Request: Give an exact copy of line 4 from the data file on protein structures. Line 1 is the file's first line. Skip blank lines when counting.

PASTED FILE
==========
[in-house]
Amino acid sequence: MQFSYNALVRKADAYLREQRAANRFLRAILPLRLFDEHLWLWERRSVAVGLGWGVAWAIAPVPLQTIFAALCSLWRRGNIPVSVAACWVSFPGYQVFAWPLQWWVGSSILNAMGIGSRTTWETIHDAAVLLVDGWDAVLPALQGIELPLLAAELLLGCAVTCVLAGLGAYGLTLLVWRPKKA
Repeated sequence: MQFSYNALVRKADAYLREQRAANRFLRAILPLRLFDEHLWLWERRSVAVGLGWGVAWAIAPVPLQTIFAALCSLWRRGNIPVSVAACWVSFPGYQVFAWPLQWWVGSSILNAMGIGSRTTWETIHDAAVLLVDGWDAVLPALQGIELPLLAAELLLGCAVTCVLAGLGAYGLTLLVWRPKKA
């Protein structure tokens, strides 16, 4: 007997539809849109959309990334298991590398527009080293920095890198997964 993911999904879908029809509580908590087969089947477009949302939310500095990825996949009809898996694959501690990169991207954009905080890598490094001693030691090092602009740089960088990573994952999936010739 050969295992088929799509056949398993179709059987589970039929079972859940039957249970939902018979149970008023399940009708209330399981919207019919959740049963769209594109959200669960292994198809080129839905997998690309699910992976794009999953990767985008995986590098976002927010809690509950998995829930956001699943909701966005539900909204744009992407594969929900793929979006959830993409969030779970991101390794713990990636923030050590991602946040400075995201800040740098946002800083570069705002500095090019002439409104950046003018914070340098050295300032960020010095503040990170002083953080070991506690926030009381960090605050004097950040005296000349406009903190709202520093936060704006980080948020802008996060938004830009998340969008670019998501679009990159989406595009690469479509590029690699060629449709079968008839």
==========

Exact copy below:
């Protein structure tokens, strides 16, 4: 007997539809849109959309990334298991590398527009080293920095890198997964 993911999904879908029809509580908590087969089947477009949302939310500095990825996949009809898996694959501690990169991207954009905080890598490094001693030691090092602009740089960088990573994952999936010739 050969295992088929799509056949398993179709059987589970039929079972859940039957249970939902018979149970008023399940009708209330399981919207019919959740049963769209594109959200669960292994198809080129839905997998690309699910992976794009999953990767985008995986590098976002927010809690509950998995829930956001699943909701966005539900909204744009992407594969929900793929979006959830993409969030779970991101390794713990990636923030050590991602946040400075995201800040740098946002800083570069705002500095090019002439409104950046003018914070340098050295300032960020010095503040990170002083953080070991506690926030009381960090605050004097950040005296000349406009903190709202520093936060704006980080948020802008996060938004830009998340969008670019998501679009990159989406595009690469479509590029690699060629449709079968008839």